How Netflix and Shakespeare use Women and Chess

Sunday, February 07

By Simone Harrison

The art of storytelling has, by every stretch of the imagination, evolved throughout the past 500 years. Prior to the era of the printing press, fables were predominantly told viva voce (or ‘word-of-mouth’ to you and I) relying on the reader to utilize their imagination and construct their own version of narrative. Fast forward to the modern day, and over 180 films and 27,000 hours of television are produced a year in the UK alone. The art of storytelling has encapsulated us for hundreds of thousands of years, the liberty to express ourselves through word and image has shaped society, and by all means, changed it. However, even with these vast shifts in the ways we consume our media, this does not mean similar plotlines and characterisations are not employed by various writers.

Take for example, Netflix. A multibillion-dollar corporation established in 1997 by Reed Hastings and Marc Raldolph. Responsible for the birth of hooking series such as ‘Stranger Things’ (2016), ‘Tiger King’ (2020), and one of last Autumn’s most watched mini- series ‘The Queen’s Gambit’ (2020). All these incredible programmes have mesmerised their hundreds of thousands of viewers, the latter of which, The Queen’s Gambit (TQG), receiving over 62 million viewers worldwide. However, this somewhat ground-breaking series embodies similar traits to one of history’s most influential playwrights.

Based on Walter Tevis’ 1983 homonymous novel, ‘The Queen’s Gambit’ follows orphan, Beth Harmon, a child prodigy at Chess circa 1960. Throughout the series, we witness Beth’s flourishment into the international Grand Master at Chess – competing all over the USA and even internationally. Despite this, Beth’s mastery is significantly challenged by the USSR’s international Champion, Borgov. Her fear appears to override her skill during her various meetings with the victor – “There is one player that scares me. The Russian. Borgov.”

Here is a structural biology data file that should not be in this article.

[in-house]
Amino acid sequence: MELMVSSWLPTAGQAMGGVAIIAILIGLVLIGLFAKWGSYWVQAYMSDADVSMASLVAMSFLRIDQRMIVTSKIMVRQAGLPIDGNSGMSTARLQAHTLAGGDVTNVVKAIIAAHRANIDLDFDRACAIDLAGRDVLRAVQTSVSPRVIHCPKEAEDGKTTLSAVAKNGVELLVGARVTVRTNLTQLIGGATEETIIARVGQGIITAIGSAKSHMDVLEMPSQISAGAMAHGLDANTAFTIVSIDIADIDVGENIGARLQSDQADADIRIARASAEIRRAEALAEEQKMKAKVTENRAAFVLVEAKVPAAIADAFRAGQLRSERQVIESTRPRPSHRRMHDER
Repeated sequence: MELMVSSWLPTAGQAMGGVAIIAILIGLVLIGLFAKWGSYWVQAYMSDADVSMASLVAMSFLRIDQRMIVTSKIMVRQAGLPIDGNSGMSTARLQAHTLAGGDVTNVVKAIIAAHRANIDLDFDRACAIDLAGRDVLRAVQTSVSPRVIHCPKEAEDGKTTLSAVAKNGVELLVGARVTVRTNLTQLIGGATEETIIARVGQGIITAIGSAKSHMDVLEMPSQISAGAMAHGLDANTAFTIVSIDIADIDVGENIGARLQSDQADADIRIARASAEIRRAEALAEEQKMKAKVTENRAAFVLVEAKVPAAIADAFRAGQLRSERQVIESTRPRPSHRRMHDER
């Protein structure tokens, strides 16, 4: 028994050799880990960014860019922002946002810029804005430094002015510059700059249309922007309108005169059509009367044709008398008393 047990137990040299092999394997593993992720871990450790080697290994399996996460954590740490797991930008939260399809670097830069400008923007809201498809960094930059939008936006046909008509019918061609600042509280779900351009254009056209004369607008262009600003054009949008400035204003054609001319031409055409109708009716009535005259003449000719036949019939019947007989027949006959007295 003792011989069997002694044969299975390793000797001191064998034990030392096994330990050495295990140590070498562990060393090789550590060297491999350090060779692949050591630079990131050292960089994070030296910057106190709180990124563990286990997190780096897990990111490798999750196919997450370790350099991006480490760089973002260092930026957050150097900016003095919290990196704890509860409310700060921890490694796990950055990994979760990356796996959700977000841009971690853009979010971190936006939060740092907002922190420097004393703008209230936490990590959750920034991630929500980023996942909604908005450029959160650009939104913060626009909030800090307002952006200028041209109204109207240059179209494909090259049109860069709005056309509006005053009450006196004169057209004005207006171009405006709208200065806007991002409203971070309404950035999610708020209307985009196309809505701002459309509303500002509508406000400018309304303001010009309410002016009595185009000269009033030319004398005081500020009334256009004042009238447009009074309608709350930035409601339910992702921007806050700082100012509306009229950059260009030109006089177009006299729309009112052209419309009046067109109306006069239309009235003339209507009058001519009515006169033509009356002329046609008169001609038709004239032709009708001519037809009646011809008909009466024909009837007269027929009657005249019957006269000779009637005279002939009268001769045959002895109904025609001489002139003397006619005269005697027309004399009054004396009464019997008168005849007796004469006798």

To interpret the series historically, one could place the two rivals – Borgov and Harmon- as chess pawns. The aim of chess is to overthrow the King, signifying the superiority one holds over their opponent. Given the board is constructed of two opposite colours – white and black- one could suggest that Borgov and Harmon are metaphorical chess pawns in the game of ideologies. Beth, representing the USA’s laissez- faire principle, is encouraged to compete against the Russians by a Christian charity, who offers to fund the trip in order to secure her winning – “If you are going to play the Soviet’s, you need help.”. The financial support Beth is offered from the charity highlights the fears felt by threatened ideals such as religion. It is not Beth the public are supporting, simply her winning over the ever-materialising opposing communist ideologies Borgov embodies. The series concludes with Beth’s triumphant win over the USSR, perhaps mimetically alluding to the later downfall of the Soviet Empire during the 1990s. Beth is encouraged to express her privilege of being American to the press – “Tell them that being in Russia has made you feel lucky to be an American.”, “It’s a big deal, beating the Soviets at their own game.”- further heightening anti- communistic perspectives in 1960s America.

Beth, as a powerful and inspirational woman overthrows the opposing leader on her board – and as and perhaps threatens the communist regime. Her winning of the game arguably allows her to be free of the pressures that haunted her during the series.

However, Beth is not the only woman within literary art to be used as political pawn against a threatening ideal.

Take Shakespeare’s ‘The Tempest’. Written in around 1603, the play follows Prospero, a Duke who was usurped by his Brother, Alonso, due to the abandonment of his requirements in favour of the development of his magic. As a result, Prospero and his daughter, Miranda, are banished to an Island where Prospero seeks revenge from his Brother. In order to achieve this, Prospero conjures a tempest which shipwrecks the noblemen, along with Alonso’s son, Ferdinand.

In order to regain his citizenship back on the mainland, Prospero enslaves Ferdinand and uses Goetia to manufacture a love between his daughter and the Duke’s son. As a result, the two fall deeply in love and are pictured at the denounce of the play “playing at chess”. The mimetic display of the two lovers playing chess illustrates how Prospero has anonymously orchestrated the romance in order to gain revenge upon an opposing party, his Brother. The game of chess is a metaphorical interpretation of the Island itself, how Prospero has controlled each person for his own Machiavellian benefit. Miranda, like Beth, has been used as political pawn against a powerful leadership, for her, overthrowing a King benefitted both her, and her Father.

Both females in ‘The Queen’s Gambit’ and ‘The Tempest’ are somewhat controlled by the tense environments they reside within. Beth is encouraged to battle against the Soviet leadership and win the game of chess, whereas Miranda plays at chess with her lover, displaying Prospero’s triumph over his threatening opponent. Each woman acts with strength and determination; however, it is Beth’s free will which significantly distinguishes her from Miranda. Unbeknownst to her, Miranda has been coerced into becoming collateral for Prospero to harvest and manipulate, whereas Beth understands the pressure on her to succeed.


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